When cutlery merchant William Parker died suddenly it was left to wife Catherine to wind up the prosperous business.
This she did successfully, making a handsome profit for her children. But the effort took a great toll on her senses and she fell into severe depression.
On Saturday May 11, 1844, her son Ebenezer walked into her Broomhill Place home to find her dead.
“There was an immense quantity of blood,” he told an inquest. “She had destroyed herself with a razor.”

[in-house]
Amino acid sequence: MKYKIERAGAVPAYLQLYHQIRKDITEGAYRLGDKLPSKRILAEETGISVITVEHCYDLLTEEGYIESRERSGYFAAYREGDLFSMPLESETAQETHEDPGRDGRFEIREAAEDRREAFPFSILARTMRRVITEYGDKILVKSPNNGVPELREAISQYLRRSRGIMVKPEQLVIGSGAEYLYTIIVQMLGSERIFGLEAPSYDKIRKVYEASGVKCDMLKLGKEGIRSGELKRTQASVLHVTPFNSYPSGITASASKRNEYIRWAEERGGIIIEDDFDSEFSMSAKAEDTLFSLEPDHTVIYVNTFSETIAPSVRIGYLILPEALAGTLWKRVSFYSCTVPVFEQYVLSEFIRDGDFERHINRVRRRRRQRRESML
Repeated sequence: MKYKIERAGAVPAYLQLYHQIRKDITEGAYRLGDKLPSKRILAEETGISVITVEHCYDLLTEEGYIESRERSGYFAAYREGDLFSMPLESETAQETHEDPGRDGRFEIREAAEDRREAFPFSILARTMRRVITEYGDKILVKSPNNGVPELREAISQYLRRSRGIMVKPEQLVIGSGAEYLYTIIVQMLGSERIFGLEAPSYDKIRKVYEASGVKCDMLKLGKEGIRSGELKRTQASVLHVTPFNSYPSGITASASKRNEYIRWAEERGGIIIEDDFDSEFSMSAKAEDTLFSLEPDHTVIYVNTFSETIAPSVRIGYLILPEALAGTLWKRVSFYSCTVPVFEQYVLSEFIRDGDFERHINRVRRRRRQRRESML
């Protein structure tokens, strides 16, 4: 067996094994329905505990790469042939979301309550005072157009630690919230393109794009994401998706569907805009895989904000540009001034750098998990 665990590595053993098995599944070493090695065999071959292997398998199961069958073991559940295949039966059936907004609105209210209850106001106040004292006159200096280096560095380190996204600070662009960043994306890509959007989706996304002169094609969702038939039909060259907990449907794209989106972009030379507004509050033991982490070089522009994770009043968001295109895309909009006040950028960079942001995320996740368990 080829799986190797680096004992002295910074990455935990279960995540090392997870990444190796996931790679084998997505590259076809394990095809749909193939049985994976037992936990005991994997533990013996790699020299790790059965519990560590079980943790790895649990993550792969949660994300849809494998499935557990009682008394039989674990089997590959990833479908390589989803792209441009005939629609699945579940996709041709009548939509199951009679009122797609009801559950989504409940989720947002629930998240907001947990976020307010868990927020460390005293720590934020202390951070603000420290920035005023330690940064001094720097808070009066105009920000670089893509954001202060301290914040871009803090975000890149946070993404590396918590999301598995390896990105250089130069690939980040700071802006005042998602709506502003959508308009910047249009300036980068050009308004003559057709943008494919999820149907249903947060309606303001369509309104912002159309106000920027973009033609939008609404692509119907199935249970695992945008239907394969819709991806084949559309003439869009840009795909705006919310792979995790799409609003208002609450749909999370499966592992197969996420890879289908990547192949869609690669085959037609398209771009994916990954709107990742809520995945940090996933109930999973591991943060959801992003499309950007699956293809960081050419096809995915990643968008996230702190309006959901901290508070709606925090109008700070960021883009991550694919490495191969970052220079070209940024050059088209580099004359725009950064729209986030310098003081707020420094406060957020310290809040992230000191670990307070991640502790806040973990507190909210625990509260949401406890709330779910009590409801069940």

Edwin Birch was just five years old when it is speculated he chased a butterfly into the garden of a neighbour in June 1843.
The youngster – son of Thomas, a file cutter of Sheldon Street – did not see a low-built well and fell fatally into it.
He lay dead for two days before searchers found him.
“Did you ever feel what it was to have a hideous phantom continually before your eyes?” asked James Newsam in a letter he wrote to his employer in March 1851.
Shortly after, the 22-year-old took a vial of cyanide and drank it.
“He was a man of more than ordinary talent,” his employer, a city centre chemist, told an inquest.